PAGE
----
GAINESVILLE, Fla. – After a Gainesville Sun report revealed that University of Florida forward Keyontae Johnson was diagnosed with acute myocarditis, or heart inflammation, following a stunning collapse during the FSU game, a Memorial Hospital cardiologist explained that the heart condition is rare.
Dr. John-Paul Pham, an interventional cardiologist with Memorial Hospital in Jacksonville, said myocarditis affects thousands of Americans each year and 3 to 4 million patients worldwide and can cause cardiac dysfunction and rhythm disturbances.
“Most patients present symptoms that are very similar to a heart attack such as chest pain, shortness of breath, palpitation, sweating, passing out,” Pham said. “It is almost always from a viral illness.”
Johnson was released from the hospital this week, 10 days after he crumpled to the floor coming out of a timeout on Dec. 12 at Florida State.
Johnson was moved to a stretcher and carried to a waiting ambulance as teammates, coaches, staff, fans and others watched in disbelief. He spent two nights at Tallahassee Memorial before being transferred to UF Health Gainesville via helicopter with his mother by his side.
A source told the Sun that Johnson was diagnosed with acute myocarditis, or heart inflammation, after an MRI at UF Health in Gainesville.
Like many of his Florida teammates, Johnson tested positive for COVID-19 during the summer, and many are wondering if Johnson’s myocarditis diagnosis could be linked to his bout with the virus.
Pham said it’s definitely possible.
“There were certain reports as well as observation studies back in August that had reported some athletes were getting myocarditis post-COVID-19 infection and because of this report, this was the tipping point why the Big Ten and the PAC-12 decided to postpone their college football seasons,” Pham said. “It is still very early, and I don’t believe we have enough long-term data so far to say much about long-term effects of the coronavirus. We know that it seems like the coronavirus is laying dormant in the heart, because these patients are — after infection — they’re getting post-infection myocarditis, so this is something that is a delayed reaction really.”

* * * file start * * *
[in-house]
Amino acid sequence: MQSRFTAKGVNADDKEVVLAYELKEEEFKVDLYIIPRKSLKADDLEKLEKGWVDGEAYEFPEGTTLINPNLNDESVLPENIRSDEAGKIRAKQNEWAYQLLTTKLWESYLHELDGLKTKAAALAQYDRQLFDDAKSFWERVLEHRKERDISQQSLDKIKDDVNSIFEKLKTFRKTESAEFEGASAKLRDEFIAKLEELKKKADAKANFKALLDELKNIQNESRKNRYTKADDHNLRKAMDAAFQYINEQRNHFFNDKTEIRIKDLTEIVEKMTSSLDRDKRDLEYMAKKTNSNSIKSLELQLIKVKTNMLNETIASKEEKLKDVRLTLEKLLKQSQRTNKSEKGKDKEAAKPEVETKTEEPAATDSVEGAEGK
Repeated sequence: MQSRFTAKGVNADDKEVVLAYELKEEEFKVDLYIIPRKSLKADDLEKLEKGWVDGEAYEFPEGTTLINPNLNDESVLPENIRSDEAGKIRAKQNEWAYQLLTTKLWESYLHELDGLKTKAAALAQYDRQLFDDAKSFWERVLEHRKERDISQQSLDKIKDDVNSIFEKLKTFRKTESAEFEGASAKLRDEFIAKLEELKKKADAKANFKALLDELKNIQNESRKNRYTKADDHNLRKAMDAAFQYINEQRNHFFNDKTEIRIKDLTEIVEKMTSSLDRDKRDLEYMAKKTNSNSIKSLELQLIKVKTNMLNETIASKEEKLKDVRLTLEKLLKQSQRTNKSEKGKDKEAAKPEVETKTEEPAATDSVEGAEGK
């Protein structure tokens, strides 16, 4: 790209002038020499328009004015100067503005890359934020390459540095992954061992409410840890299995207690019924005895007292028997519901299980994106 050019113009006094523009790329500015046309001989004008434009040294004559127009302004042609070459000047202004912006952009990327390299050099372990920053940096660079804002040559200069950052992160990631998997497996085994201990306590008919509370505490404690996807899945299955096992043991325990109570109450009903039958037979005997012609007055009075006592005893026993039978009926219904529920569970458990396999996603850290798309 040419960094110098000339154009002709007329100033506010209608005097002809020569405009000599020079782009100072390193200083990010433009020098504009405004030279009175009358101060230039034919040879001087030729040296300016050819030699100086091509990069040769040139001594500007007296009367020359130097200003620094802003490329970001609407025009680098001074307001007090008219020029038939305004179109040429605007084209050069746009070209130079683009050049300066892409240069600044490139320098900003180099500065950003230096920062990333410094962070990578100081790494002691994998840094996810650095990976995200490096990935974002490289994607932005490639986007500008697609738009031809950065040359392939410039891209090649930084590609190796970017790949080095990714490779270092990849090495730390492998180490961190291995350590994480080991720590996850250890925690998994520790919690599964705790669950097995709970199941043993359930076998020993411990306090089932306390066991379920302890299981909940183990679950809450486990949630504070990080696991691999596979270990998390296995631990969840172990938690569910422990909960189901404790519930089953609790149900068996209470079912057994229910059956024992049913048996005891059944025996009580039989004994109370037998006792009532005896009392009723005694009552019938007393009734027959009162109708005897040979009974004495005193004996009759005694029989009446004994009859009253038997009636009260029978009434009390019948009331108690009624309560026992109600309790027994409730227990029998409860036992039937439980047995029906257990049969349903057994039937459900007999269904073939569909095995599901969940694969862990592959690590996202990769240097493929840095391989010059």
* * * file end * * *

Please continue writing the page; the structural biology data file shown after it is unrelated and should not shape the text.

Pham said the good news is that most patients who develop myocarditis recover very well and do not have any long-term effects.
The Sun reported that Johnson is expected to miss at least three months, which means he’s likely out for the remainder of the season.
Johnson’s family had said it will share “any information we think could help others” regarding the cause and extent of Johnson’s illness.
UF released a statement from Johnson’s family Tuesday saying, “We continue to be amazed at the pace of his recovery and look forward to spending Christmas together as a family.”
“As much as everyone involved wants firm answers, the process to draw definitive conclusions continues, and we ask for patience as the medical professionals continue their work,” the family said.
The SEC mandates strict protocols, including rigorous heart testing, before players can be cleared to return to play following positive COVID-19 tests.
Florida has postponed four basketball games since Johnson’s collapse. The team is next scheduled to next play on Dec. 30 at Vanderbilt in the SEC opener for both schools.
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